So as for the statement made by some to disparage those with “no faith” or “no beliefs” I say to them that faith is vastly overrated. It means just doing no thinking on one’s own. Faith is just the evidence that one has listened to someone else’s beliefs and swallowed the whole stupid story hook, line and sinker. What’s to be proud of about that? I don’t need faith and beliefs because I decide what’s right and wrong! I do my own thinking even if it ends up being wrong. It’s ok, I learn from those mistakes. At least they’re my own mistakes and not imposed on me from some higher authority. If my own thinking turns out well then it’s a personal victory for me and hopefully others benefit from that too.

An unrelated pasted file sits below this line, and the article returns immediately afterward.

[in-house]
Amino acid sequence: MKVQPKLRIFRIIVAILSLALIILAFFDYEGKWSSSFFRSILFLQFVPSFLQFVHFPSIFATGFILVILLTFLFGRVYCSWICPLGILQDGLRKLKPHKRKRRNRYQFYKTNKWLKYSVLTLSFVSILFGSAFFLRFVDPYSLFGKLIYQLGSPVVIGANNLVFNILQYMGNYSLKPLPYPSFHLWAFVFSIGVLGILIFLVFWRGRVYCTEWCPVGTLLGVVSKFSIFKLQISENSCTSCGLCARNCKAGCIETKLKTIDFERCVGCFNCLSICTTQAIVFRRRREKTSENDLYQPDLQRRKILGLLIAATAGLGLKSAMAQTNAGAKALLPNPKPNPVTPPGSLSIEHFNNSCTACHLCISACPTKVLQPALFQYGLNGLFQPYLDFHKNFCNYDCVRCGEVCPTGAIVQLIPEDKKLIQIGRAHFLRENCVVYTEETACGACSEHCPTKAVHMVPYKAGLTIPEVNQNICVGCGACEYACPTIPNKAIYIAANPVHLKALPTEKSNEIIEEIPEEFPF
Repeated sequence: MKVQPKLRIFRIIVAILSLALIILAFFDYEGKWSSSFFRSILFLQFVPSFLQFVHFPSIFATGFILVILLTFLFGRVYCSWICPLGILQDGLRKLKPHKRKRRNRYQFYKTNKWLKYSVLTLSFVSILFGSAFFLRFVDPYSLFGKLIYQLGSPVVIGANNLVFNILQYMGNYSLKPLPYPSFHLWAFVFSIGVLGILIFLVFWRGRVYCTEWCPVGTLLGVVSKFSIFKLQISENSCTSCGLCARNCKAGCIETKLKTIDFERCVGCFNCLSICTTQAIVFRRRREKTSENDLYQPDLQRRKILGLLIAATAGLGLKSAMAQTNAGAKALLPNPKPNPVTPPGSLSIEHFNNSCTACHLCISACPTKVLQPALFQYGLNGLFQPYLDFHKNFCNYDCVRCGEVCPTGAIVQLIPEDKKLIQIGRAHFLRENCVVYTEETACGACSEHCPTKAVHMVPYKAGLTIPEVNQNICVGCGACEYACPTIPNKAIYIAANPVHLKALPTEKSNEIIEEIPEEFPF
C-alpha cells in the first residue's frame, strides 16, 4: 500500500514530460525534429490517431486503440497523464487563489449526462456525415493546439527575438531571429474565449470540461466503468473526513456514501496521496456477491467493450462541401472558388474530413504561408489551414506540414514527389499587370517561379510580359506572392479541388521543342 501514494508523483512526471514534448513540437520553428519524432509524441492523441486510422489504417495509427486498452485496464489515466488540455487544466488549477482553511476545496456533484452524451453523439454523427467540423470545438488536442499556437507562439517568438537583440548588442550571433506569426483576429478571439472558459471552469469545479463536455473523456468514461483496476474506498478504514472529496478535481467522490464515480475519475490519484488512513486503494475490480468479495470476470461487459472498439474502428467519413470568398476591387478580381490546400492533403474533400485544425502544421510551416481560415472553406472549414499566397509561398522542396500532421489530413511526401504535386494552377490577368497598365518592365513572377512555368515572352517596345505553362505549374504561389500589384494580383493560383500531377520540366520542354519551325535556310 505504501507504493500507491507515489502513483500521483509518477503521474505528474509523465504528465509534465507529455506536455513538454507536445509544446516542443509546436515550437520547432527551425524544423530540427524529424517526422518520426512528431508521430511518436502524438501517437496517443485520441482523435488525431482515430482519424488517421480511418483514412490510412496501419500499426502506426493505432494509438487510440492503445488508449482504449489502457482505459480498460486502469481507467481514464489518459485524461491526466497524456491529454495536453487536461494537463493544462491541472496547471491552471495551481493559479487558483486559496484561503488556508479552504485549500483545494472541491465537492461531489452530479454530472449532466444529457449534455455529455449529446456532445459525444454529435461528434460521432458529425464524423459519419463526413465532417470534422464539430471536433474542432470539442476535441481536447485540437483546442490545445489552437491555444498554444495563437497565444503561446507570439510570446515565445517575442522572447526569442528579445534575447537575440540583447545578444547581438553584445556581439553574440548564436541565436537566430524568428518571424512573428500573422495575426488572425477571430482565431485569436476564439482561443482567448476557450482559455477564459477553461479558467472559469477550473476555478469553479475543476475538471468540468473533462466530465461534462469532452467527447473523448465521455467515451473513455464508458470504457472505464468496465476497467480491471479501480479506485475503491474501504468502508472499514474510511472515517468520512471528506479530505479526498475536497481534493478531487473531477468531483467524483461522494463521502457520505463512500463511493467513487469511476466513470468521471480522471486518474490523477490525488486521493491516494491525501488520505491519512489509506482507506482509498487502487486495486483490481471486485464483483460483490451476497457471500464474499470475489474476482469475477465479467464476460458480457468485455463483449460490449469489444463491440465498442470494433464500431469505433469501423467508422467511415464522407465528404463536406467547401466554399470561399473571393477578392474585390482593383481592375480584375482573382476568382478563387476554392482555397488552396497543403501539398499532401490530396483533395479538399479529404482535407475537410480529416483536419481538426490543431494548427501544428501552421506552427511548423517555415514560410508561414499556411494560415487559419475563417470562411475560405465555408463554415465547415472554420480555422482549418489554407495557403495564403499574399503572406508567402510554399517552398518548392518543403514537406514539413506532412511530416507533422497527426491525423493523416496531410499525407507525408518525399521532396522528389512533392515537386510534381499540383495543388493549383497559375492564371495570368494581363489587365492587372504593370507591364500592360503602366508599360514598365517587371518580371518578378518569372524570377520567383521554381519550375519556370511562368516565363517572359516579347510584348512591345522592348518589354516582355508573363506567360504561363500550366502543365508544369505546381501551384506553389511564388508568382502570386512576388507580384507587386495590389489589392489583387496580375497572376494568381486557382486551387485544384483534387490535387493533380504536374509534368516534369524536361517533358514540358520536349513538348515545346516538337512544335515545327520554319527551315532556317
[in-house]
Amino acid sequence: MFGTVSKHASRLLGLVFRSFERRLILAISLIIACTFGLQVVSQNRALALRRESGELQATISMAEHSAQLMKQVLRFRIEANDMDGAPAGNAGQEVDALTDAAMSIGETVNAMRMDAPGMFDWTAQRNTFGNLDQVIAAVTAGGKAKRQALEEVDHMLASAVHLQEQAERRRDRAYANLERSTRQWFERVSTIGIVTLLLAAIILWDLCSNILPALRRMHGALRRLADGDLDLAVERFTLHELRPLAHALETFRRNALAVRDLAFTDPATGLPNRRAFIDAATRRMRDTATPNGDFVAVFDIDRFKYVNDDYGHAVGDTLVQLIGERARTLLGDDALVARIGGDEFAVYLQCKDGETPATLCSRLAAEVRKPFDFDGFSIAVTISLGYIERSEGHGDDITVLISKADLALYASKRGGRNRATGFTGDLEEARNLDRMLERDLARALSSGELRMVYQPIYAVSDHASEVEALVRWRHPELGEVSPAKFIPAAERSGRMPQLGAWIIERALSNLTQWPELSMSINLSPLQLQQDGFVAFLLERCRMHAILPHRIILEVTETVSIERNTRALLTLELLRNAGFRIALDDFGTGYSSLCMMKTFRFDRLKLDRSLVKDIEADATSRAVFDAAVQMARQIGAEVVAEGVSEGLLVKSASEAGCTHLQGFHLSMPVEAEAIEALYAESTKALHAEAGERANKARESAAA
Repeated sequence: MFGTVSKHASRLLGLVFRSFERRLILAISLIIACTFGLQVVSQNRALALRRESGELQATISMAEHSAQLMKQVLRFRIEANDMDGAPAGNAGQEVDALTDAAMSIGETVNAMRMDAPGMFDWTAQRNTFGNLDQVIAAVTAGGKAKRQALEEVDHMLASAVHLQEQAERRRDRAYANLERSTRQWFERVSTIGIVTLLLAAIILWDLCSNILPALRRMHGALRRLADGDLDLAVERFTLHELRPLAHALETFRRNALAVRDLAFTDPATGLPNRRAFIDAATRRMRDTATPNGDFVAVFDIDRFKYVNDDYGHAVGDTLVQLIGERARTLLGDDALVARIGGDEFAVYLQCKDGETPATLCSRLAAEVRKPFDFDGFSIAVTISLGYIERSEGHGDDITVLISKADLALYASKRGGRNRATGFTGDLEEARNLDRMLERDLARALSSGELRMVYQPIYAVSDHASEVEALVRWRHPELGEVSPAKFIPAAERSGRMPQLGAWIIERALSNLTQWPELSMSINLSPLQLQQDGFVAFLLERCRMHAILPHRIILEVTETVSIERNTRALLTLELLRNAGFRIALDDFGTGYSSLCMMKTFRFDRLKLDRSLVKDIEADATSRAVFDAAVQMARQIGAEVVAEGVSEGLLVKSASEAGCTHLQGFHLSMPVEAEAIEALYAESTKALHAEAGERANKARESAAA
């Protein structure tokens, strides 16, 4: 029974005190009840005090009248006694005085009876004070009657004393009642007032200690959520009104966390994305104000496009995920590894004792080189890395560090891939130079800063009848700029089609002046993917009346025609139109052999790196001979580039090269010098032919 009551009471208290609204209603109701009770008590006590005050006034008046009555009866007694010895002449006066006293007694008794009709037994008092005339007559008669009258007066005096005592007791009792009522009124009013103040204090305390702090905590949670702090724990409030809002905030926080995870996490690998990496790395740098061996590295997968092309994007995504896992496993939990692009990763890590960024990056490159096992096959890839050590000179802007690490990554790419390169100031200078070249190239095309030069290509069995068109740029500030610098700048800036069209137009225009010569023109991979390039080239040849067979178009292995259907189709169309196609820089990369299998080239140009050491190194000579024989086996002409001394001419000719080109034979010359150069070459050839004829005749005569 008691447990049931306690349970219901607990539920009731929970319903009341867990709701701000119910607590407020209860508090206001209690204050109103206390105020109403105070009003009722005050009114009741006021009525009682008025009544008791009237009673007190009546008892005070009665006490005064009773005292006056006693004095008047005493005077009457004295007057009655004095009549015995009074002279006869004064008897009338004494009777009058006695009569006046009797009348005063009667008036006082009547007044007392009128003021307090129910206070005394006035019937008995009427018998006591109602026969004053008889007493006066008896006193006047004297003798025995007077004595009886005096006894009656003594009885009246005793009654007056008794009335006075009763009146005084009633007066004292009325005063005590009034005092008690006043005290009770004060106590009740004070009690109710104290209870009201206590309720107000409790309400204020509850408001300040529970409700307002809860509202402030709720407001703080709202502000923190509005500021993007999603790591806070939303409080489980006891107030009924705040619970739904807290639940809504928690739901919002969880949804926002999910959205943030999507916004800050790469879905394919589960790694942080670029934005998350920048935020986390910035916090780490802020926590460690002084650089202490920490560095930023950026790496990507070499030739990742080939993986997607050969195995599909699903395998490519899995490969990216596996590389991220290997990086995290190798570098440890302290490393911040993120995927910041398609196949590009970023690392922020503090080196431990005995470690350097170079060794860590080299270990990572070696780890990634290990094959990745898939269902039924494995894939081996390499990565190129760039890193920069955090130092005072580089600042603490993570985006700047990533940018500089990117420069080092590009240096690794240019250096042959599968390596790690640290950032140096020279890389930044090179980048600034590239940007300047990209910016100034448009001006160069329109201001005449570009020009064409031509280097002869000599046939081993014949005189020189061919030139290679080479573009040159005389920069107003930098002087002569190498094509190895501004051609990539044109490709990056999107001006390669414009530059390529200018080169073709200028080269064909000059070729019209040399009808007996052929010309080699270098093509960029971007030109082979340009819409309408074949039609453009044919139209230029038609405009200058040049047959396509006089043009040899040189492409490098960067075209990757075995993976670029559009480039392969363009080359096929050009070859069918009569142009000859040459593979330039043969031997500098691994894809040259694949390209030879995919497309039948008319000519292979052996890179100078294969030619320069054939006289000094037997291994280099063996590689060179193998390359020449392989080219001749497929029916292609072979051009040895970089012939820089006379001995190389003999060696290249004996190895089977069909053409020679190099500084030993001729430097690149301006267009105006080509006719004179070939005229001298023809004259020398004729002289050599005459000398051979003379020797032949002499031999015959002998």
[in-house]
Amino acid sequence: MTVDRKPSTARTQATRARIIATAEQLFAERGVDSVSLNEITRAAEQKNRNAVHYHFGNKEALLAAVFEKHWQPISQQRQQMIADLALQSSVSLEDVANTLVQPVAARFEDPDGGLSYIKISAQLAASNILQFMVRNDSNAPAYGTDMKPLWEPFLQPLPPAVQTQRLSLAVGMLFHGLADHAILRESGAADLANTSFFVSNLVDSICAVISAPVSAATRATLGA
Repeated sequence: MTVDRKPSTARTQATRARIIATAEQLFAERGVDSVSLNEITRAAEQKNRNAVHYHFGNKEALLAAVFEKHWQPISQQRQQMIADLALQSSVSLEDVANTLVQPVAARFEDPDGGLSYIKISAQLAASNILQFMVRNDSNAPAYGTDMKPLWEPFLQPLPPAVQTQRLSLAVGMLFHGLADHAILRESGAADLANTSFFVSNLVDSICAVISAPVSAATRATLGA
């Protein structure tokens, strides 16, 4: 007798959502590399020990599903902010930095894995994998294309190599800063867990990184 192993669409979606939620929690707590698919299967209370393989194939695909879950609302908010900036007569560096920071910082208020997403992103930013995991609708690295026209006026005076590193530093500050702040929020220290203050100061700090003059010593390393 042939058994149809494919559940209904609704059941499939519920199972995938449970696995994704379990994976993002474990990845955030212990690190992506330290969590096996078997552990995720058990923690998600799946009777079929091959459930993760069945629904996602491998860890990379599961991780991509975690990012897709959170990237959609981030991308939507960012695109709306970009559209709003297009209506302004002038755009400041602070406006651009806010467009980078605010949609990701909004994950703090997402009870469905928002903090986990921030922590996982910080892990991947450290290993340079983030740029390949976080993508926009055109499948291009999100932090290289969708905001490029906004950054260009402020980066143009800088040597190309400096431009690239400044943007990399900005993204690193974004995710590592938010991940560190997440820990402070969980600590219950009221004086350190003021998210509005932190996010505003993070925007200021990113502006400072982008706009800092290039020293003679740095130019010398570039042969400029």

All in all, my personal beliefs as described above are a much bigger, more hopeful picture than the narrow, dark intimidating picture offered up by religious belief and faith.



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  • I was recently asked this question and my response was that I believe in Science. Of course he jumped right to Scientology so I had to explain that I believed in evolution and that our planet is more than 6000 years old. He had such a difficult time understanding that I did not believe in some invisible being. He had no idea that dinosaurs roamed the earth millions of years ago and we had a chat about that…but he still could not comprehend that I had no mythological belief. He actually said my life must be difficult having to explain all the time and prove my lack of belief! I said quite to the contrary. I felt that the onus was on him to prove that an invisible being existed. I am often shocked by the delusion of religious people.